Likewise, Yuuhi’s journey from asocial Stepford Smiler to someone with a genuine appreciation for his life and that of those around him is conveyed in a compelling and realistic way, and I never once found any of his interactions to be implausible or contrived; though, to be fair, his back story with his grandfather was...odd. That of course isn't to say that everyone else in the story falls by the wayside; in fact, the other knights’ back stories [barring the detective, I found his to be comparatively mediocre] were interesting as well and, remarkably, all receive some manner of character development or another. The sheer variety of novel interactions in this story ensure that character progression never stagnates and, between the most Gar characters being an overweight man and a twin-tailed middle school girl, you can guarantee that the writer doesn't follow typical conventions, instead opting to create a distinguished group of refreshingly unconventional “heroes.” By the time I had finished reading Lucifer and The Biscuit Hammer, I was rather fond of the cast [including the mage Animus, who is pretty Affably Evil]; their individual growth, which occurred as a subsequent result of their experiences [and losses] on the battlefield, really resonated with me. All in all, the characters are charming and endearing, and I found myself quite moved by them and [most of] their struggles.
Summary: I chose this particular format because seldom have I seen an anime/manga that managed to coolly subvert or lampshade so many shounen tropes, and all while weaving a charmingly hopeful tale about what it means to be an adult and the importance of serving as a good example for the next generation. Lucifer and the Biscuit Hammer, admittedly, has it's ups and downs, with it's ups being quirky at that, but I can say with all confidence that though it may start out in a deceptively easygoing manner, it finishes in a spectacular and satisfying way [with a Name Drop, no less]. At any rate, whether you've read 10 manga or a thousand, I sincerely doubt that you’ll find another story quite like this one.
"My heart... bowed completely to the wishes of the little devil standing before me, in this story of the Earth's destruction."
Before I start the actual review, let me just get something out of the way. From this it may seem like I give out 10s to manga, like I give candy to children on Halloween. In fact it is the opposite, this is the only true 10 rating I ever gave to a manga. I have another one in my list but that's for special reasons. So, as you probably realized already, this is my all-time favorite. Still, I will try and go through what
people may point out as its negative points as unbiased as possible, while knowing that doing so completely is impossible. Oh and sorry if this turns out extremely long, anyone who reads until the end deserves a virtual high-five. I hope you like this review and, more importantly, I hope you give this manga a chance.
Onward to the actual review, starting with an introduction. Many times people ask me what I like about manga. They ask me why I don't just read a book, watch a movie or see a play at the theater. It's always hard to answer this question. I always answer quite vaguely. Manga has a unique style of storytelling and a unique style of story itself. It goes beyond books in its own ways of expression. It develops better than movies with its panel, dialogue and image display. I try to say something along these lines, but, I don't know if its due to a certain bias, a certain stereotype connected to manga/anime and its fans, or simply due to my social inabilities, people always look at me as if I was an ignorant, illiterate kid. Hoshi no Samidare would be the answer to that question. I am positive that it does what no movie or book will ever do in a way they can never do. It is a manga that doesn't try to be anything else but the very example of what manga can manage beyond movies and books. Some manga are praised because they are so realistic and their contents could very well be the contents of the aforementioned 2 entertainment mediums, like Monster for example, where people always say something along those lines: "It's like a book", "it could very well be a thriller movie", etc. Not to degrade Monster in any way (since I like it quite a lot), but I can only see that as an insult on manga as an entertainment business. It's like saying that the best manga stories can almost be worthy of books and movies, basically implying that it is inferior to those 2. HnS wouldn't work very well as a book, much less as a movie, and I'm damn glad with that!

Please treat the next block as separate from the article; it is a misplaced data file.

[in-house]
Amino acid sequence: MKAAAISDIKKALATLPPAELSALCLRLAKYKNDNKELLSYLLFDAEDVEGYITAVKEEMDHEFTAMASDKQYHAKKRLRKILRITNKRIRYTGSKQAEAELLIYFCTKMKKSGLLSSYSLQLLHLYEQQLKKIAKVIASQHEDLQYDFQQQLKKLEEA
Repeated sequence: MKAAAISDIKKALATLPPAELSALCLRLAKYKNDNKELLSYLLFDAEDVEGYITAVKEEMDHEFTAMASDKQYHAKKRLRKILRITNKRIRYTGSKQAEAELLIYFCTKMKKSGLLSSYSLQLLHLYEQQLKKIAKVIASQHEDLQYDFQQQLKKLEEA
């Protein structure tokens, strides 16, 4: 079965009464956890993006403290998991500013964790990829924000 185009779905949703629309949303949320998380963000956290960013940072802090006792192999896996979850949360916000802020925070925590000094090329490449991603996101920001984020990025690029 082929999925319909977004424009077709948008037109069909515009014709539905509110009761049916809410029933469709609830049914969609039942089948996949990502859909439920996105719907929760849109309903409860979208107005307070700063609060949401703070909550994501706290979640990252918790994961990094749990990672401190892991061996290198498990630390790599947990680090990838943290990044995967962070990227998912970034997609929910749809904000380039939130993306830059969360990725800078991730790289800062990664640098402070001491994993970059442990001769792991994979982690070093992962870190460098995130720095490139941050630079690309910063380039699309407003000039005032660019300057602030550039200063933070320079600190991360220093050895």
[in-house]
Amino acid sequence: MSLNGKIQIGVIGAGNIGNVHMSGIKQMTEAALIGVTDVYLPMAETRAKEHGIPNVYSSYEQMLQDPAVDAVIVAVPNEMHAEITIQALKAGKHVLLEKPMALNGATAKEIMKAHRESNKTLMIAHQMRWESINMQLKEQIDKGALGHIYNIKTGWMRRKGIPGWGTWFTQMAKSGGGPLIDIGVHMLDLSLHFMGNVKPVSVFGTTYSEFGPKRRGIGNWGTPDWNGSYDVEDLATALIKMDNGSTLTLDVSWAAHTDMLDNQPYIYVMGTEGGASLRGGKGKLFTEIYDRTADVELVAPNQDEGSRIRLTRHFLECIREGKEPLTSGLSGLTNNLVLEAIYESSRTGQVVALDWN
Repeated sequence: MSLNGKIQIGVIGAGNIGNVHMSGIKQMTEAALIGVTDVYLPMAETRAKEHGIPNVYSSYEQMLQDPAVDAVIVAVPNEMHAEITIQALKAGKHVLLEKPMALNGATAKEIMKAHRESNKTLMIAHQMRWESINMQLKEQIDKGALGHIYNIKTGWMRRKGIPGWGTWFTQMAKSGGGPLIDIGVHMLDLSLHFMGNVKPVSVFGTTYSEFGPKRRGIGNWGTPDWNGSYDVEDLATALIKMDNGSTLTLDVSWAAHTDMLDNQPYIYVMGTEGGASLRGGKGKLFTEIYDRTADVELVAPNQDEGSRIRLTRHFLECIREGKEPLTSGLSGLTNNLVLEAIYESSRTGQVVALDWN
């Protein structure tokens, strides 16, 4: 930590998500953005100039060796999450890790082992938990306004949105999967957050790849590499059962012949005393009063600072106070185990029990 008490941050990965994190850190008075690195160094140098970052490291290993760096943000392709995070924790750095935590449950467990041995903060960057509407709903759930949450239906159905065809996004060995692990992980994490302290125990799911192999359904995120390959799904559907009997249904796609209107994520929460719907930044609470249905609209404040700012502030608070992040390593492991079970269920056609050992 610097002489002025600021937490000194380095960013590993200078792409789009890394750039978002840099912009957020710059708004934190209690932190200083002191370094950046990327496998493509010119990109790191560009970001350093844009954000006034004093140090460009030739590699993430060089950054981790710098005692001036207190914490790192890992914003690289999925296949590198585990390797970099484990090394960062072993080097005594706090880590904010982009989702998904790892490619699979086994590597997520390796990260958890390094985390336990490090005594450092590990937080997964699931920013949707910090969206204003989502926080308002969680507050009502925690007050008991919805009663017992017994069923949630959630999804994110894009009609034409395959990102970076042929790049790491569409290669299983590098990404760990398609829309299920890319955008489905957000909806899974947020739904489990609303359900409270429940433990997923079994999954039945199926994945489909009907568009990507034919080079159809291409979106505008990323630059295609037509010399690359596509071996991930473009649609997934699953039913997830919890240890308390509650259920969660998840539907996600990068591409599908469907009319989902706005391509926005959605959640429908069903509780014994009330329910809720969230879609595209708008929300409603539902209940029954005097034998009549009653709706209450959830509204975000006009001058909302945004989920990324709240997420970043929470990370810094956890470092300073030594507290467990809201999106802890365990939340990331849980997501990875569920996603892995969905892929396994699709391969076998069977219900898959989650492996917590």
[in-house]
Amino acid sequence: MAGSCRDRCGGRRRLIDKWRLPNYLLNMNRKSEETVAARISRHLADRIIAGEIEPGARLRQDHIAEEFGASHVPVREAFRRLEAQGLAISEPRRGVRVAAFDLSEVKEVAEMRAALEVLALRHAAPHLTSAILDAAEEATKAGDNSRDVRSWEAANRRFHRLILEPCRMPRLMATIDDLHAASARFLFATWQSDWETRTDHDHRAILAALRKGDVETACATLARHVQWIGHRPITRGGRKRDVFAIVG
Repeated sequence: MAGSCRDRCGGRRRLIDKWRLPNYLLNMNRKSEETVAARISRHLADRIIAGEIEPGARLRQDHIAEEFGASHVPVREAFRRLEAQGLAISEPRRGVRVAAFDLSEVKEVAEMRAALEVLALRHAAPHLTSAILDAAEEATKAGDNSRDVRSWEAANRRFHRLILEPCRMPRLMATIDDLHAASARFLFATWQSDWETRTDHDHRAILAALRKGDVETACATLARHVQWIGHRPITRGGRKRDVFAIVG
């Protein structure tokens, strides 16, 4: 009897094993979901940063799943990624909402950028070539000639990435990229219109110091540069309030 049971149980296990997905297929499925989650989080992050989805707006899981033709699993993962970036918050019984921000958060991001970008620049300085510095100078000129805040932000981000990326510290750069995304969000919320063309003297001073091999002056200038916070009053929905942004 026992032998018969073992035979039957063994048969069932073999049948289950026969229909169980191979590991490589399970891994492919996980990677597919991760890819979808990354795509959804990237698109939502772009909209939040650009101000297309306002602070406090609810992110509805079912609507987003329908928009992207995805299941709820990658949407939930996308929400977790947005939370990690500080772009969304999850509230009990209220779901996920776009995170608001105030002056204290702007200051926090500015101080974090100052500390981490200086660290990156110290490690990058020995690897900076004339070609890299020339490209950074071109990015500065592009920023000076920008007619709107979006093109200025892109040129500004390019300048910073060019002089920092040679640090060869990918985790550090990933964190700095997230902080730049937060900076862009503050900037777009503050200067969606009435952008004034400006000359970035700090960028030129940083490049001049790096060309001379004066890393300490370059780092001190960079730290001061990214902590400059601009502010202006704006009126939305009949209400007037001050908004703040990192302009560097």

"My lady’s goal is to defeat the wizard’s ultimate golem which orbits around the Earth, the Biscuit Hammer. Then, she will destroy the Earth with her own fist. She is the lady of the ring who will save the Earth, as well as the evil Lucifer who will crush this planet. And I am her ever loyal subject." - Yuuhi, the main character.
HnS's story is, to say it quite simply, absurd in many ways. Ridiculous could be used to describe one or two plot points, in fact. Not in a negative sense though. Basically there is this giant titanic hammer floating in space called Biscuit Hammer, which will smash it to pieces, thus bringing the end of the world. A princess and 12 knights were chosen to defend the Earth, by fighting the golems sent by the creator of the Hammer, who is initially referred to as Mage, each knight has an animal companion and is gifted one wish in order to compensate for entering such a fight. Our main character is Yuuhi, a guy who had a pretty traumatic childhood, which made him a bitter, lonely and plain person. He wants no part of it until he is drawn by Asahina Samidare, the princess, and her crazy plan. Samidare only plans to destroy the Hammer in order to be the one destroying the Earth herself, since in her eyes the Earth is hers!